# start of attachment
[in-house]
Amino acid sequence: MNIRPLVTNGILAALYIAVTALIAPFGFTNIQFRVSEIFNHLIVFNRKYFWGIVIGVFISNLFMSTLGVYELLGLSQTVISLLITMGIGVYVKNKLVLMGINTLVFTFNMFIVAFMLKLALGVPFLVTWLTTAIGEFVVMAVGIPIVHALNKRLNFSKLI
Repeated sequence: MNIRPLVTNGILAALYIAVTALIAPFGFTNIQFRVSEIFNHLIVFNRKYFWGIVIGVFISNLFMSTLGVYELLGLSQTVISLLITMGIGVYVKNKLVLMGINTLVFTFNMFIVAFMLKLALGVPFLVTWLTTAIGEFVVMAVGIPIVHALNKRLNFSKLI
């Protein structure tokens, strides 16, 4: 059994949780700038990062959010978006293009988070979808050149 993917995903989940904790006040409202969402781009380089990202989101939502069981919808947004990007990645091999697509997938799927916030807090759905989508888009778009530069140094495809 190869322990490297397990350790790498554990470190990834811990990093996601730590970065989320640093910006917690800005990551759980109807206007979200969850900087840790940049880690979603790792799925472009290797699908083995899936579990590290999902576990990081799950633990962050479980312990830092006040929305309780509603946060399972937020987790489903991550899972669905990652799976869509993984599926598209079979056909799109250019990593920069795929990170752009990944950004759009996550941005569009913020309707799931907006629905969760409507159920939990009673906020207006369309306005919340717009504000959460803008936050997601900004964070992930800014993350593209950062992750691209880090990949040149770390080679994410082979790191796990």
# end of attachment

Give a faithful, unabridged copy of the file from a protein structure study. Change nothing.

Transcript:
[in-house]
Amino acid sequence: MNIRPLVTNGILAALYIAVTALIAPFGFTNIQFRVSEIFNHLIVFNRKYFWGIVIGVFISNLFMSTLGVYELLGLSQTVISLLITMGIGVYVKNKLVLMGINTLVFTFNMFIVAFMLKLALGVPFLVTWLTTAIGEFVVMAVGIPIVHALNKRLNFSKLI
Repeated sequence: MNIRPLVTNGILAALYIAVTALIAPFGFTNIQFRVSEIFNHLIVFNRKYFWGIVIGVFISNLFMSTLGVYELLGLSQTVISLLITMGIGVYVKNKLVLMGINTLVFTFNMFIVAFMLKLALGVPFLVTWLTTAIGEFVVMAVGIPIVHALNKRLNFSKLI
């Protein structure tokens, strides 16, 4: 059994949780700038990062959010978006293009988070979808050149 993917995903989940904790006040409202969402781009380089990202989101939502069981919808947004990007990645091999697509997938799927916030807090759905989508888009778009530069140094495809 190869322990490297397990350790790498554990470190990834811990990093996601730590970065989320640093910006917690800005990551759980109807206007979200969850900087840790940049880690979603790792799925472009290797699908083995899936579990590290999902576990990081799950633990962050479980312990830092006040929305309780509603946060399972937020987790489903991550899972669905990652799976869509993984599926598209079979056909799109250019990593920069795929990170752009990944950004759009996550941005569009913020309707799931907006629905969760409507159920939990009673906020207006369309306005919340717009504000959460803008936050997601900004964070992930800014993350593209950062992750691209880090990949040149770390080679994410082979790191796990």